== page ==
The key with beacon triangulation is to spread 'em out as much as you can. Once you've got all three placed and labeled, you can bring up your tablet and toggle a HUD display to show icons and distances. When you want to make a note of a spot, get a distance reading from each of the beacons, e.g., 900 meters away from #1, 640 meters away from #2, 1,000 meters away from #3. If you find a wreck with a broken door panel but you left your repair tool back at base, those distances will work like coordinates to help you find your way back.
There are a lot of distinct biomes in Subnautica, and some crafting recipes will force you to track down a specific biome with some rare creature or mineral. This list isn't exhaustive—there are two major mushroom forests, for example, in different and unconnected parts of the world. I'm also not mentioning some of the rare, hard-to-reach biomes that show up late in the game.
Shallows and kelp forest
This is the easy one. The shallows and a bordering kelp forest are the first things you'll see when you swim away from your lifepod for the first time. There's a ton of food and basic crafting materials to be found here.
Coordinates: 362, -90, 21
You'll see the wide open spaces and bright red grass first. These plateaus have more interesting minerals and some of the more aggressive small animals.
Coordinates: 453, -13, -180
The area immediately around the Aurora has been churned up, and most of the plant life has been destroyed. You'll find a lot of scrap metal, minerals, and a few supply crates from the cargo hold. To get there, well, swim toward the massive burning spaceship.
Coordinates: 529, -175, 371
There are two separate mushroom forests, and they're very distinctive: towering trees of flat, disc-shaped fungus branches. It's one of best looking biomes to explore, and it's one of the first places you find large mineral deposits. As soon as you have drilling gear, head to the mushroom forest to load up on crafting materials.
Coordinates: -355, -110, -226
Strangely beautiful and super creepy, the Jellyshroom cave is like if you lit your bedroom with lamps made of nuclear waste: sure the lighting is good, but you don't actually want to spend time in there. You'll find an entrance quite close to your lifepod, but you'll need an upgraded vehicle to dive all the down to 300 meters.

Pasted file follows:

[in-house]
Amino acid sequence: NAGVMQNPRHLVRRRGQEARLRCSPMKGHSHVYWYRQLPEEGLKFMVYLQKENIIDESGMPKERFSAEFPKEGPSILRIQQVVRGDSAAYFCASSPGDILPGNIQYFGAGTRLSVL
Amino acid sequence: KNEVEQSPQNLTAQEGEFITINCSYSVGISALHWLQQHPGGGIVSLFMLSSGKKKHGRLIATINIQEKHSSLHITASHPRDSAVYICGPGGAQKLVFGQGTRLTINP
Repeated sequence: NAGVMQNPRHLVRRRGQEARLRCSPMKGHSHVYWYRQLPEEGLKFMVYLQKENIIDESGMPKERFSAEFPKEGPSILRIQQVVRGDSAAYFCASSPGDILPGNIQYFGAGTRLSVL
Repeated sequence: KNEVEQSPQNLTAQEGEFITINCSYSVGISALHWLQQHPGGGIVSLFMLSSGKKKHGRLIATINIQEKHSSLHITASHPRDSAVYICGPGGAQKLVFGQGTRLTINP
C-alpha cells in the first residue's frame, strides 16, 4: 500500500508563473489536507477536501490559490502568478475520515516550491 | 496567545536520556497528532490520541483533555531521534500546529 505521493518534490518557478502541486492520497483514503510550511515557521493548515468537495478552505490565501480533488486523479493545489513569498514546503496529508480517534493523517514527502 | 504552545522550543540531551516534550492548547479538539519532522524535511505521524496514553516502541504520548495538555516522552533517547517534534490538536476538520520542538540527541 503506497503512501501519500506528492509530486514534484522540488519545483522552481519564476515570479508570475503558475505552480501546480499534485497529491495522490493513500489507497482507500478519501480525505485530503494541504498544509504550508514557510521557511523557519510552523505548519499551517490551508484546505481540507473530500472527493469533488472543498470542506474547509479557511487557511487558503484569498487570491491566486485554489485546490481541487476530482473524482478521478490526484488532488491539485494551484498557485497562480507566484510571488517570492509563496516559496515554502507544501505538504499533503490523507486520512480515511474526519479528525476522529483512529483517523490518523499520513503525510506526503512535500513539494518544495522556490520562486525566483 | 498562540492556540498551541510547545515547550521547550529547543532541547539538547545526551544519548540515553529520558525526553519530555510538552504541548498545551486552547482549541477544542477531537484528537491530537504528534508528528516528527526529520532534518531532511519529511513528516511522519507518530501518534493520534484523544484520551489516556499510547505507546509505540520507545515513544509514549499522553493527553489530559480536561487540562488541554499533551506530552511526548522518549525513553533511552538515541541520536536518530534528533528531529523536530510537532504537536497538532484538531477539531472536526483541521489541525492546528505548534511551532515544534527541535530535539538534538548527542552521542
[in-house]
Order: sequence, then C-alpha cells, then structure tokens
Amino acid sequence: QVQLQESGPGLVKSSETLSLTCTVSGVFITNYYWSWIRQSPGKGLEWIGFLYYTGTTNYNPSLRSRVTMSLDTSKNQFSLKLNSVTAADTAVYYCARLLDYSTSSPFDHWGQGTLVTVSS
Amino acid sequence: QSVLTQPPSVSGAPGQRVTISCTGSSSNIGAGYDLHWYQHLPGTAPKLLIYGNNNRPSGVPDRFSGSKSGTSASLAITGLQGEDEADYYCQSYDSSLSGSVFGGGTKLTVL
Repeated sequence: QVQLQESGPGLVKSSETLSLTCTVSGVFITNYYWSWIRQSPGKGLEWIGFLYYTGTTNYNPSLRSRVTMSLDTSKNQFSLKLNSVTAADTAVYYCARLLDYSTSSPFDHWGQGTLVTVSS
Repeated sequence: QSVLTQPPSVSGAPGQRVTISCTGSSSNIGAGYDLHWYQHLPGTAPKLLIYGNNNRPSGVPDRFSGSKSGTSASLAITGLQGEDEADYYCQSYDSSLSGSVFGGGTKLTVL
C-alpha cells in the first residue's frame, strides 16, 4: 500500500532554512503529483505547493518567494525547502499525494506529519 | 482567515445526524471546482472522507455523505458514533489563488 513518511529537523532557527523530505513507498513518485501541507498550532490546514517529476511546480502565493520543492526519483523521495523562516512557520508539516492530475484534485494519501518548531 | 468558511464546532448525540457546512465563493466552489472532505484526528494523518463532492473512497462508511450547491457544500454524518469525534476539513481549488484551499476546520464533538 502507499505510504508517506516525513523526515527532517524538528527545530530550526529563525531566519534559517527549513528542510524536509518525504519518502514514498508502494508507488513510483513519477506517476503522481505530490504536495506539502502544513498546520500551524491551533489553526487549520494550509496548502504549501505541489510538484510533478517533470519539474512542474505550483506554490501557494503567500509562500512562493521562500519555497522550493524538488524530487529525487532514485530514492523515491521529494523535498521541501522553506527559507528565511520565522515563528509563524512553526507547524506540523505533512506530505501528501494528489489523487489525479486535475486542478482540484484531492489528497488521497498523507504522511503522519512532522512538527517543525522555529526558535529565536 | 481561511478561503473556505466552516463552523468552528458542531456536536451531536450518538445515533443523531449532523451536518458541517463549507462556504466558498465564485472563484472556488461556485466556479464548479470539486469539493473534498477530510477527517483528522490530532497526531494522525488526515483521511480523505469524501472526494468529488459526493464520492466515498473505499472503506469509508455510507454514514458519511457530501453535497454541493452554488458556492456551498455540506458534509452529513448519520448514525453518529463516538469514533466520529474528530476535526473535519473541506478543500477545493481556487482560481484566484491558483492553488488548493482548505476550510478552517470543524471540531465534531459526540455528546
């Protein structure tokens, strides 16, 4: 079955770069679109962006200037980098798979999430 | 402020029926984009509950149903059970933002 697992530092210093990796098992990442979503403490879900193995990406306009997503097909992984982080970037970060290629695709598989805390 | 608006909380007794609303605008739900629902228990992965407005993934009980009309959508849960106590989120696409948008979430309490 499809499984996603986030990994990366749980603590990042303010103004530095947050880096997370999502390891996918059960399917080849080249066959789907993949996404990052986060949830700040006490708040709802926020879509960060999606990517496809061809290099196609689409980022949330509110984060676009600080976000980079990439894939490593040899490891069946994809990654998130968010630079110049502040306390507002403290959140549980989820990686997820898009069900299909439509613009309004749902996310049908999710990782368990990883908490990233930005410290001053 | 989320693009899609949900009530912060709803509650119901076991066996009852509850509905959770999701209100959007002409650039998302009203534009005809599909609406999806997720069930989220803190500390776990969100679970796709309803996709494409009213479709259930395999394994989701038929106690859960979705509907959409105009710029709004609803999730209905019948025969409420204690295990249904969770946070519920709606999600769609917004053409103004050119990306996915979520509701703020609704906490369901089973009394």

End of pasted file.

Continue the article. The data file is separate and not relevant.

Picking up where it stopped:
Coordinates: 1090, -265, 1215
The northeastern island is the uppermost tip of a sprawling mountain range, most of which is underwater. You'll find some really rare minerals on the sheer cliff faces, and large predators are everywhere.
Coordinates: 309, 0, 1080
The northeastern island is larger than the southwestern one, and it's covered with more tunnels and places to get lost. You'll find a lot of gold and lithium in the caves, and the large alien tower on the northern tip is going to be an important part of your adventures.
Coordinates: -85, -66, 635
Large alien membranes act like floatation devices, holding a large archipelago suspended under the surface. These are a good place to find diamonds without going too deep, as long as you can avoid being eaten.
Coordinates: -620, 0, -967
The underwater islands' more famous, more successful cousin, the floating island managed to gather enough weird alien membranes to breach the surface and stay up there. On the surface is a dense rainforest full of edible plants and crops you'll want to take back to your home garden for food. You'll also find quite a lot of tech and architectural blueprints in the old ruins scattered around.
Coordinates: -1101, -213, 342
One of the best places to find large mineral deposits is also the most dangerous. The dunes are dark and murky with silt and sand even on a sunny afternoon, so watch your back. When you start drilling, it really ticks off the neighbors.
Coordinates: -977, -315, -532
When it's time to suck it up and head into that deep water, that bad water, you're probably looking for blood kelp. Skeletal kelp vines drop valuable organic matter, and you'll find other hard-to-find crafting materials like gel sacks, uraninite, and deep shrooms.
Coordinates: -435, -319, -991
It's deep and there are some pretty serious predators, but the Grand Reef is gorgeous to look at. If you can dodge the floating anchor pods, you'll find some of the most diverse mineral deposits in the game. There are also two very large sunken wrecks to explore for some good tech blueprints.